Horses are a significant investment, and horse owners are often held liable for injuries or damage caused by their animals. Obtaining a liability policy that recognizes the special exposure surrounding horses is critical.
This policy reimburses you for your horse’s value if it dies due to a covered accident or disease. It is also referred to as full mortality insurance.
Basic Medical Coverage
Medical and surgical treatment can be costly. This type of coverage reimburses a portion of reasonable veterinary expenses for surgery, diagnostic testing, and medications if your horse is injured or sick. It can be a good idea for horses competing in specific disciplines, as some policies will cover injuries and illnesses that may prevent them from participating.
This type of insurance is an endorsement for your equine mortality policy; it is not offered on a stand-alone basis.
Most major medical/surgical policies exclude preexisting conditions, and most will not reimburse for elective surgeries. Some alternative therapies, such as acupuncture and magnetic therapy, should be covered.
Most horse insurance policies offer this optional element that provides protection should your horse be killed or humanely destroyed while in transit or when being lent out to someone else. It also covers any damage your horse might cause to the property while in transit.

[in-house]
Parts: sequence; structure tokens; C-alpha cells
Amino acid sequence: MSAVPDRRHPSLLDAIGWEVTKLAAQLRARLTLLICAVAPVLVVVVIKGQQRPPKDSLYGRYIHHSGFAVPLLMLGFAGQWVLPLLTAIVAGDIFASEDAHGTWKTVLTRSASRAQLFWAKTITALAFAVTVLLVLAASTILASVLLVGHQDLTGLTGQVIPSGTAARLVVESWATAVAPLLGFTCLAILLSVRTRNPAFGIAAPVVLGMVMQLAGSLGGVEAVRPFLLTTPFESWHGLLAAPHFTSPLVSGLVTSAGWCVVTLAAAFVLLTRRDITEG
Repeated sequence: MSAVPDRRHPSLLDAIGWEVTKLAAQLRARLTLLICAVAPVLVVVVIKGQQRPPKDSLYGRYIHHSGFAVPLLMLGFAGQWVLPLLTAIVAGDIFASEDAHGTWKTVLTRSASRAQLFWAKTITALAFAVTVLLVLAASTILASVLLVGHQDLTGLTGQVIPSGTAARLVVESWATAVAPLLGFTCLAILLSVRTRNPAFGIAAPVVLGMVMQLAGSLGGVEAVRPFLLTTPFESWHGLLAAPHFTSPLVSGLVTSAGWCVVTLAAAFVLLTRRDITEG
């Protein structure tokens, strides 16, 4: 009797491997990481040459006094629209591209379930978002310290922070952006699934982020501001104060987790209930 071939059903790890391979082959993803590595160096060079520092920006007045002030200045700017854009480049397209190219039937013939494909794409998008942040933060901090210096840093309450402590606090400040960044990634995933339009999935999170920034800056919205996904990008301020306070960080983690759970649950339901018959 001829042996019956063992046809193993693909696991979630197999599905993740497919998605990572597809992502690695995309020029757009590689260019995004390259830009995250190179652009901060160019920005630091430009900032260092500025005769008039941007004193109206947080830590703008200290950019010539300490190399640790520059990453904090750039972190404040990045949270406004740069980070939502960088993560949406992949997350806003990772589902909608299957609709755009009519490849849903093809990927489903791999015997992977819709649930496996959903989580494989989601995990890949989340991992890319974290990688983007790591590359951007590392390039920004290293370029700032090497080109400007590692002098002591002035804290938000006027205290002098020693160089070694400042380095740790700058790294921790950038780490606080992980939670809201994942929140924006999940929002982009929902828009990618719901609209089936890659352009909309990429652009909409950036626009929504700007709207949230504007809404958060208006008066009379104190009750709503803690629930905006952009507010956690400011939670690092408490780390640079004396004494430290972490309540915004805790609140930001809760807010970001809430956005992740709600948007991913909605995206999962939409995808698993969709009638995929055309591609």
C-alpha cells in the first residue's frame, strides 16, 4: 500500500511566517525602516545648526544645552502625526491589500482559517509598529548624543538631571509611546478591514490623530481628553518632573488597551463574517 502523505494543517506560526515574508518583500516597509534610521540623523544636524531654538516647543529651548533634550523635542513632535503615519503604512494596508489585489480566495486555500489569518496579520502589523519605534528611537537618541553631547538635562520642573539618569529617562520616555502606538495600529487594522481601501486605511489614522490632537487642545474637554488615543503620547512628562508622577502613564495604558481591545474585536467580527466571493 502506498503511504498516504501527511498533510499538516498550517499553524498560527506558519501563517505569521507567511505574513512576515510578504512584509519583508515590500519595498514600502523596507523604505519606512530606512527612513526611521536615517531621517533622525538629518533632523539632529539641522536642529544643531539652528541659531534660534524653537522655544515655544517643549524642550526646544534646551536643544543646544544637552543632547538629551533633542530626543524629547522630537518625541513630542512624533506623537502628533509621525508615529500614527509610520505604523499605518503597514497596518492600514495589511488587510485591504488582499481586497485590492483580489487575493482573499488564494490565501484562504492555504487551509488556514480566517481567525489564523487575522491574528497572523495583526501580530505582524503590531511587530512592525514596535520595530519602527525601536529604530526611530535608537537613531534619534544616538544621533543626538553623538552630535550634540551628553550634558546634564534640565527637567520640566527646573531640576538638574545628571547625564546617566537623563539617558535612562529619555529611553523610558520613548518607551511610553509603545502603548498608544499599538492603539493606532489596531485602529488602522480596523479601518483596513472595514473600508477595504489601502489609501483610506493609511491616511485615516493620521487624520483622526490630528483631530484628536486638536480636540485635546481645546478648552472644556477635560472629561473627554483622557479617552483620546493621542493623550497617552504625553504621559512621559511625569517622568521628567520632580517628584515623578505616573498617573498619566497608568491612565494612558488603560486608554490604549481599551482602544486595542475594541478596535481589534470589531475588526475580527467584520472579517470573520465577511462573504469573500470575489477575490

Vet Fee Coverage
Most insurers offer vet fee cover options that vary in terms of the excess payment and the limit of cover provided. Typically the Vet Fee section makes up the majority of the premium, so it’s essential to consider carefully how much coverage you want. It can afford if you have to make a claim.
The significant medical and surgical cover is usually offered as an add-on to mortality coverage and helps pay for nonsurgical severe injuries and illnesses. It can also exclude elective surgery. It usually doesn’t cover routine veterinary costs. Some policies also have a yearly aggregate limit or a per-illness/incident deductible.
As stated in the mortality policy, this policy reimburses you for a predetermined percentage of your horse’s value if it becomes totally and permanently incapable of performing its intended uses. It covers all permanent disabilities, including diseases such as EPM and navicular. To be approved for full loss of use, your horse must have a full vet exam that includes x-rays and a drug test.
Many companies offer “external injury only” loss of use coverage that doesn’t require the full exam. The full version requires a complete vet exam, flexion tests, narratives of the required x-rays, and a drug screen.
It is essential to review the terms and conditions carefully. For example, some policies limit how long a horse can be under treatment before it will not pay for it. They also may exclude specific injuries or illnesses, such as tendon injuries and laminitis. This is why it’s so important to comparison shop.
Mortality, sometimes called life insurance or equine life insurance, covers the cost of your horse’s death from any cause. Most notably, it protects against colic deaths, injuries, and illnesses that lead to death. Most full mortality policies also provide limited coverage for the theft of your horse.
A named perils policy (some companies use different terminology) is a more limited form of mortality coverage, covering your horse’s death from specified causes outlined in the insurance document. This type of equine life insurance is often used when the insured value of your horse makes a full mortality policy prohibitively expensive.
These types of policies are available with limits of up to 75% of the insured value of your horse, though some restrictions may apply based on the age of your horse and its use.